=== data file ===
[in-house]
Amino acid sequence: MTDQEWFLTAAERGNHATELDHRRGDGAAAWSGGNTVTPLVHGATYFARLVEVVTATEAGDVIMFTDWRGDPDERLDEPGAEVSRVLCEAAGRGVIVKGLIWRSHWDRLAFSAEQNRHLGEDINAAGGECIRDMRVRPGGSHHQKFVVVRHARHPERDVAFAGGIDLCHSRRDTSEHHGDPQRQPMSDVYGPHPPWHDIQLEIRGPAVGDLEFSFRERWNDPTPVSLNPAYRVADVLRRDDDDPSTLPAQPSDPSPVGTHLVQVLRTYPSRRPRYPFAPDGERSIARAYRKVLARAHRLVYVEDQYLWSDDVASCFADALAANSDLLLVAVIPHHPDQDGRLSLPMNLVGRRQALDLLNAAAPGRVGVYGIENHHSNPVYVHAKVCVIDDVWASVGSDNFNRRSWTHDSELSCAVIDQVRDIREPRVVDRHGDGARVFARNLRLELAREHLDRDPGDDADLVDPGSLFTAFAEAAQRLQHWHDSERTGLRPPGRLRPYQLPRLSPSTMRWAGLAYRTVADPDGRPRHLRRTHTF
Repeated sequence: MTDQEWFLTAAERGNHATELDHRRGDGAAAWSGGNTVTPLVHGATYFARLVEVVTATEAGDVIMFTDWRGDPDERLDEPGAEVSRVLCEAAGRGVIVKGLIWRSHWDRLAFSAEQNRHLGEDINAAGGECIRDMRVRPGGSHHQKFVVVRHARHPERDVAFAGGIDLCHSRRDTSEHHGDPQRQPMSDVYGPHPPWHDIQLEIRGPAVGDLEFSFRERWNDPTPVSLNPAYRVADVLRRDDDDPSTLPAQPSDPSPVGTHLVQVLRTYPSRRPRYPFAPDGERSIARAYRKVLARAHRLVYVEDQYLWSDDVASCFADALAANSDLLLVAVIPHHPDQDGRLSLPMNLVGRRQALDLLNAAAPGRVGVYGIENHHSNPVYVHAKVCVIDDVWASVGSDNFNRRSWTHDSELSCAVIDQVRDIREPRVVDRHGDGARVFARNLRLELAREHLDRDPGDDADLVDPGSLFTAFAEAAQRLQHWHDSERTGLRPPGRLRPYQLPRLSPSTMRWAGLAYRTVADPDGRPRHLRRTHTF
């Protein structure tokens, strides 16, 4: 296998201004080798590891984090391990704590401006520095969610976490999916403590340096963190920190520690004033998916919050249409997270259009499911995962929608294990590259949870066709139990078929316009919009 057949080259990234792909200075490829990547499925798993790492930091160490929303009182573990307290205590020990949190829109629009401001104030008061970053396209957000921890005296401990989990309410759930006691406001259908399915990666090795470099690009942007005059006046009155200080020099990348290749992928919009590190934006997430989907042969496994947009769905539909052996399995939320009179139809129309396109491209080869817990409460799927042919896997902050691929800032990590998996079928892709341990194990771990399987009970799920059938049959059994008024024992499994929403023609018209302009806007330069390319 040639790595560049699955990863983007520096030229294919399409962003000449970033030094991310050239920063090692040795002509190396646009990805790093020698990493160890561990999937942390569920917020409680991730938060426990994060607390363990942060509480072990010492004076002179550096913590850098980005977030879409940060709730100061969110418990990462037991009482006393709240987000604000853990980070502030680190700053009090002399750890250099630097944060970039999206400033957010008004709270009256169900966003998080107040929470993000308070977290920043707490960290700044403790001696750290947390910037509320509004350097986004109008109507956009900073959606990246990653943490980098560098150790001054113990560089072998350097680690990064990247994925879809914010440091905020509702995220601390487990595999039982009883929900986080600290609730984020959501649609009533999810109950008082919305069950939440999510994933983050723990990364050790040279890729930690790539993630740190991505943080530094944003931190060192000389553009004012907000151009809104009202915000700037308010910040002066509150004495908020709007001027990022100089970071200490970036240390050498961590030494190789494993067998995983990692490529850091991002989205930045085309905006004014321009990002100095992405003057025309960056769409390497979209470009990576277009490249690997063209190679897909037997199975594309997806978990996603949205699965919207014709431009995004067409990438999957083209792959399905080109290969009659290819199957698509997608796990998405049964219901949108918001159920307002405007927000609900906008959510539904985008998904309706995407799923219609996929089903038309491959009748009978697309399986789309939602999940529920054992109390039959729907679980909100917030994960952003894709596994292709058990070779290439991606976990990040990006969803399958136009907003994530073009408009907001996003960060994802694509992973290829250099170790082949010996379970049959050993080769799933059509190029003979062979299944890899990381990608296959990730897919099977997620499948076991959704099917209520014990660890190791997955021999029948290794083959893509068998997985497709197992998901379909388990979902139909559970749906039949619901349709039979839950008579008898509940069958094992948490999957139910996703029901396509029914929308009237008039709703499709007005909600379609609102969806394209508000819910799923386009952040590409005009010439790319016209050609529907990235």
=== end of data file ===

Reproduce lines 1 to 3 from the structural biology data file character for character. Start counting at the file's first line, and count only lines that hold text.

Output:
[in-house]
Amino acid sequence: MTDQEWFLTAAERGNHATELDHRRGDGAAAWSGGNTVTPLVHGATYFARLVEVVTATEAGDVIMFTDWRGDPDERLDEPGAEVSRVLCEAAGRGVIVKGLIWRSHWDRLAFSAEQNRHLGEDINAAGGECIRDMRVRPGGSHHQKFVVVRHARHPERDVAFAGGIDLCHSRRDTSEHHGDPQRQPMSDVYGPHPPWHDIQLEIRGPAVGDLEFSFRERWNDPTPVSLNPAYRVADVLRRDDDDPSTLPAQPSDPSPVGTHLVQVLRTYPSRRPRYPFAPDGERSIARAYRKVLARAHRLVYVEDQYLWSDDVASCFADALAANSDLLLVAVIPHHPDQDGRLSLPMNLVGRRQALDLLNAAAPGRVGVYGIENHHSNPVYVHAKVCVIDDVWASVGSDNFNRRSWTHDSELSCAVIDQVRDIREPRVVDRHGDGARVFARNLRLELAREHLDRDPGDDADLVDPGSLFTAFAEAAQRLQHWHDSERTGLRPPGRLRPYQLPRLSPSTMRWAGLAYRTVADPDGRPRHLRRTHTF
Repeated sequence: MTDQEWFLTAAERGNHATELDHRRGDGAAAWSGGNTVTPLVHGATYFARLVEVVTATEAGDVIMFTDWRGDPDERLDEPGAEVSRVLCEAAGRGVIVKGLIWRSHWDRLAFSAEQNRHLGEDINAAGGECIRDMRVRPGGSHHQKFVVVRHARHPERDVAFAGGIDLCHSRRDTSEHHGDPQRQPMSDVYGPHPPWHDIQLEIRGPAVGDLEFSFRERWNDPTPVSLNPAYRVADVLRRDDDDPSTLPAQPSDPSPVGTHLVQVLRTYPSRRPRYPFAPDGERSIARAYRKVLARAHRLVYVEDQYLWSDDVASCFADALAANSDLLLVAVIPHHPDQDGRLSLPMNLVGRRQALDLLNAAAPGRVGVYGIENHHSNPVYVHAKVCVIDDVWASVGSDNFNRRSWTHDSELSCAVIDQVRDIREPRVVDRHGDGARVFARNLRLELAREHLDRDPGDDADLVDPGSLFTAFAEAAQRLQHWHDSERTGLRPPGRLRPYQLPRLSPSTMRWAGLAYRTVADPDGRPRHLRRTHTF